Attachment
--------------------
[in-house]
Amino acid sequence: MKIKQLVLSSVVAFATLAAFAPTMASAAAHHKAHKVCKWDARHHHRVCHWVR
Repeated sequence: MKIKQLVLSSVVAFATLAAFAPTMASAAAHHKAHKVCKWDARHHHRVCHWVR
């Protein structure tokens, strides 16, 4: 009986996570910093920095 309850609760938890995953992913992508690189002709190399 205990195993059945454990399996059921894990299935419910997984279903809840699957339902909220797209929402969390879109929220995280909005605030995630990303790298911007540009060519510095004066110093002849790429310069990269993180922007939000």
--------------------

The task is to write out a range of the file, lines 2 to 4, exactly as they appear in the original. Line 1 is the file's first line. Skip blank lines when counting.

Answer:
Amino acid sequence: MKIKQLVLSSVVAFATLAAFAPTMASAAAHHKAHKVCKWDARHHHRVCHWVR
Repeated sequence: MKIKQLVLSSVVAFATLAAFAPTMASAAAHHKAHKVCKWDARHHHRVCHWVR
């Protein structure tokens, strides 16, 4: 009986996570910093920095 309850609760938890995953992913992508690189002709190399 205990195993059945454990399996059921894990299935419910997984279903809840699957339902909220797209929402969390879109929220995280909005605030995630990303790298911007540009060519510095004066110093002849790429310069990269993180922007939000």